Red Bull’s Max Verstappen took a dominant victory in the Mexico City Grand Prix to strengthen his chances of a first World Championship.
Verstappen’s title rival Lewis Hamilton was second, the Mercedes driver holding off a charge from Verstappen’s team-mate Sergio Perez in the closing laps.
Perez was on Hamilton’s tail on the last lap but was not able to pass.
Verstappen’s ninth win in 2021 gives him a 19-point lead with four races and a total of 107 points remaining.
Hamilton’s team-mate Valtteri Bottas deprived the Dutchman of the point for fastest lap on the final tour.
One of the most imposing victories of the year, therefore, puts Verstappen in a commanding position in the championship.
And a one-three finish moved Red Bull to just one point behind Mercedes in the constructors’ championship.
After Mercedes surprisingly locked out the front row on Saturday, Verstappen immediately put himself in a position to win by taking the lead at the first corner.
Benefiting from the tow behind the two Mercedes, and then slotting into a gap left by Bottas on the outside on the run from the grid, Verstappen braked later than both Mercedes drivers and swept around their outside into a lead he never looked like losing.
“It was all about braking late,” Verstappen said. “I kept it on the track and that basically made my race.”
In the aftermath of the move, Bottas was tipped into a spin by McLaren’s Daniel Ricciardo, relegating him to the back and taking him out of the picture. To add insult to injury, Bottas rejoined from a pit stop for tyres on lap one behind Ricciardo and could not pass him for the next 30 laps or so.
Mercedes stopped him late in the race to set the fastest lap and limit Verstappen’s haul by one point.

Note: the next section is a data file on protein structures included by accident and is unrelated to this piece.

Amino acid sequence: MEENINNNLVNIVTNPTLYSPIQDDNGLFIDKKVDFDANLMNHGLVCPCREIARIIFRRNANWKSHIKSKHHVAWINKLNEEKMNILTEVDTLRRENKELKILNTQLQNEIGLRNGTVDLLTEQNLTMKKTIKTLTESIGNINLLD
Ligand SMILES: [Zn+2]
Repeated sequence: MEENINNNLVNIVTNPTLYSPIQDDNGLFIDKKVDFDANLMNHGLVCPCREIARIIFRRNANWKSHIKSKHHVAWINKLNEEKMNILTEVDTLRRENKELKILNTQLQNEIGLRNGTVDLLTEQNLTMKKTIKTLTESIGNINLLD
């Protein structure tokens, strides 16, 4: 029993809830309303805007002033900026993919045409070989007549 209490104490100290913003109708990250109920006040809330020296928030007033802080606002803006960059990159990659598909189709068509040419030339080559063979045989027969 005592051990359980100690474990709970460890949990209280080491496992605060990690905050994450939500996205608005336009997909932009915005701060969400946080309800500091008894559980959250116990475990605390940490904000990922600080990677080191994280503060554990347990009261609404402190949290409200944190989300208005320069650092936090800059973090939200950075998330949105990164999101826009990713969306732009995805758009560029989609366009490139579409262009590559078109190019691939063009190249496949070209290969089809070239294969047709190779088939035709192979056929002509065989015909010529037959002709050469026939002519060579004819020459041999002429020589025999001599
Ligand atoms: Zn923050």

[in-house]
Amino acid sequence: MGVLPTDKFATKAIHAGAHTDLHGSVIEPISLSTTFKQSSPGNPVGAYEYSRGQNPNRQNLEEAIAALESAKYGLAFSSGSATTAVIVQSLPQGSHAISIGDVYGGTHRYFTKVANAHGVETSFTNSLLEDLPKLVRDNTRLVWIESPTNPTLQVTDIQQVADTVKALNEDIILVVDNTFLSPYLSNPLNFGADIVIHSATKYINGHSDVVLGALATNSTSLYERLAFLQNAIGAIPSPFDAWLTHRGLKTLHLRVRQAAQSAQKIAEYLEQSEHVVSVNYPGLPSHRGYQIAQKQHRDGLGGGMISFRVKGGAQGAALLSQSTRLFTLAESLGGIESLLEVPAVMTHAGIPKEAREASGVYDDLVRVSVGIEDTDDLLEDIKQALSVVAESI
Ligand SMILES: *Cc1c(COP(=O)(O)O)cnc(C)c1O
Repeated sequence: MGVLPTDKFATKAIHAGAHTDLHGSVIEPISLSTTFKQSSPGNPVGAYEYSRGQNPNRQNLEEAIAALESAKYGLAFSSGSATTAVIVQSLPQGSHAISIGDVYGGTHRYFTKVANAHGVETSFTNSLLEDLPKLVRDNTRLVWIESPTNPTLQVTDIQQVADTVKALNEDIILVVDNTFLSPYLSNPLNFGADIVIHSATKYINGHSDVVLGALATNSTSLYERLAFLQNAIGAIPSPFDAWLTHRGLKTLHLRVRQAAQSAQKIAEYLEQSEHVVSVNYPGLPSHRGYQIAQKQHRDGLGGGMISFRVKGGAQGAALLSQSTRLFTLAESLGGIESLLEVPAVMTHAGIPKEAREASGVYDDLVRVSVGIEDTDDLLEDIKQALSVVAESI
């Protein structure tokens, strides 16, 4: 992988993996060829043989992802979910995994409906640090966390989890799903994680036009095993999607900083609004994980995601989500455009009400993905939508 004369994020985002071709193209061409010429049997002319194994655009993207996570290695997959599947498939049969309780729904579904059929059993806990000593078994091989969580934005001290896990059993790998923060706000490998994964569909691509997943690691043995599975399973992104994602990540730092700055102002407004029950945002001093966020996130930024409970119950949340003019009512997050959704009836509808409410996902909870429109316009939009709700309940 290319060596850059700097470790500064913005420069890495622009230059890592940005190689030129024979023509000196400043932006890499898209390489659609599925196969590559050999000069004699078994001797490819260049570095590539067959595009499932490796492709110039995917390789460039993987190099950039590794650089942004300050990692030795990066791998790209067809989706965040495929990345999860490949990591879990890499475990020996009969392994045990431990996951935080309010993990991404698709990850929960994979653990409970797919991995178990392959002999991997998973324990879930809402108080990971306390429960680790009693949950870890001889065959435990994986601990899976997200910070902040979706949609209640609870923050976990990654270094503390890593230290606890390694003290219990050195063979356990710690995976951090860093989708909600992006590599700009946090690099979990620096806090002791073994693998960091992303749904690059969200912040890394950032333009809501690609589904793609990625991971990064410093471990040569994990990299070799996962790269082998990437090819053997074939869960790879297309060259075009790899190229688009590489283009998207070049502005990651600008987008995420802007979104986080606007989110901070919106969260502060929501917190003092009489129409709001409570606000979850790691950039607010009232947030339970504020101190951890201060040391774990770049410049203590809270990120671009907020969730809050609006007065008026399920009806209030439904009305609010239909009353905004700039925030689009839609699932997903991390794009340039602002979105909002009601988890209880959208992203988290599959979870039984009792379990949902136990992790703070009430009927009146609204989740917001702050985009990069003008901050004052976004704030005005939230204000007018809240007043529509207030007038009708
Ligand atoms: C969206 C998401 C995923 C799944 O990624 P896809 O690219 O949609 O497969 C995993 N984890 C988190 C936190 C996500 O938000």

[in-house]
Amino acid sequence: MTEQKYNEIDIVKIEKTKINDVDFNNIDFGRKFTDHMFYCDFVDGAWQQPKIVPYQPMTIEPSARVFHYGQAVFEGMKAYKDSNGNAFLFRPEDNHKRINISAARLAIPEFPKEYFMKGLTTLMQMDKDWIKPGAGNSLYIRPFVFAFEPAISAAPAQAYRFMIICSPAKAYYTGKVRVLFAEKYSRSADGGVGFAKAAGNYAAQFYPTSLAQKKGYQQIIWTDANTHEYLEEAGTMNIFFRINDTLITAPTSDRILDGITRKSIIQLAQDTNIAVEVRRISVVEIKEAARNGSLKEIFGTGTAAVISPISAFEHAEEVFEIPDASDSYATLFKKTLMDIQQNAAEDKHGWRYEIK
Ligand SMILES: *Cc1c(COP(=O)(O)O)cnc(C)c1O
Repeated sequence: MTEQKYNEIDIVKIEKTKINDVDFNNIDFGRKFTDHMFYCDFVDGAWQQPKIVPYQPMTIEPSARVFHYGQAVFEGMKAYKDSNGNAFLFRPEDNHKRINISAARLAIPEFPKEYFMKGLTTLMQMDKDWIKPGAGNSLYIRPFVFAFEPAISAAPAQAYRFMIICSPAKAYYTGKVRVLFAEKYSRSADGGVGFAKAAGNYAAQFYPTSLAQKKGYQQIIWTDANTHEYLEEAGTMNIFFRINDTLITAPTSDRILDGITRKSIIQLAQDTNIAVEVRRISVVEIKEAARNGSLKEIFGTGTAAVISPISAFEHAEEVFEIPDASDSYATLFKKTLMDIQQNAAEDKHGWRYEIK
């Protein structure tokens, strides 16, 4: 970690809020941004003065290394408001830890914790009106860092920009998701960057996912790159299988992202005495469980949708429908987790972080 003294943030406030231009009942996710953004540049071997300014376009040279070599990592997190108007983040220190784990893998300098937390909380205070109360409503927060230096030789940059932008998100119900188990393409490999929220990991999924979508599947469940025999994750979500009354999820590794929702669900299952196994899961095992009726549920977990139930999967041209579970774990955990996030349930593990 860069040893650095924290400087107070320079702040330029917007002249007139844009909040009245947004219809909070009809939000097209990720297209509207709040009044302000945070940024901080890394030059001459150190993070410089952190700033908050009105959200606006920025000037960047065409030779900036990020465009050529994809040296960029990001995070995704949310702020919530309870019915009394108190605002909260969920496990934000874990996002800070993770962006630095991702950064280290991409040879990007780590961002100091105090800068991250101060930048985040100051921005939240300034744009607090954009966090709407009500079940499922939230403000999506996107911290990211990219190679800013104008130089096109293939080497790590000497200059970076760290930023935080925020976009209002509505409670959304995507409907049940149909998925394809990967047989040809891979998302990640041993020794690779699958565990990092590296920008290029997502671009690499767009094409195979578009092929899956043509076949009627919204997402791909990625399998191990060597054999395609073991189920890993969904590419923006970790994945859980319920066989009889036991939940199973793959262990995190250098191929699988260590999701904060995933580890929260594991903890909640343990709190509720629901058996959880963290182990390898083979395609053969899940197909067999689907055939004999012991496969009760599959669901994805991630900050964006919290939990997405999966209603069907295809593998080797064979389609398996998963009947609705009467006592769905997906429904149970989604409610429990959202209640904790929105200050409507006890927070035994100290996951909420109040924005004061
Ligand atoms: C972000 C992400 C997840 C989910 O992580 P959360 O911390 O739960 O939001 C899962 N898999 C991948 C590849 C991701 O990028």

Verstappen pulled away from Hamilton so commandingly that the suspicion was he would have won even if he had not taken the lead at the start.
As it was, he had an untroubled drive, pulling nearly 10 seconds clear of Hamilton by the time the world champion made his pit stop on lap 29.
Mercedes stopped Hamilton on that lap because he was beginning to come under threat from Perez and they wanted to ‘bank’ track position.
Red Bull then left Perez out for a further 11 laps to give him fresher tyres with which to come back at Hamilton in the second stint.
Perez was within a second of Hamilton with 11 laps to go.
There were a few nervous moments as Hamilton came up to lap McLaren’s Lando Norris but was not close enough to pass until the younger Briton eventually got some blue flags. But once clear of Norris Hamilton always looked to have Perez under control.
Hamilton said: “Their car was so superior this weekend that there wasn’t really anything we could do about it. I am just happy to have second.”
It was a largely uneventful race behind the leaders.
Pierre Gasly had a strong but lonely race in the Alpha Tauri, starting fifth and running fourth throughout.
He had the measure of the Ferraris behind. For a long time, the lead red car was Charles Leclerc, but his team-mate Carlos Sainz made a later pit stop even than Perez and Leclerc let him by in the later laps to give him a shot at chasing down Gasly.
When the Spaniard was unable to catch him, the Ferraris swapped back with a handful of laps to go, promoting Leclerc back to fifth ahead of Sainz.
Aston Martin’s Sebastian Vettel took seventh, ahead of Alfa Romeo’s Kimi Raikkonen, Alpine’s Fernando Alonso and Norris.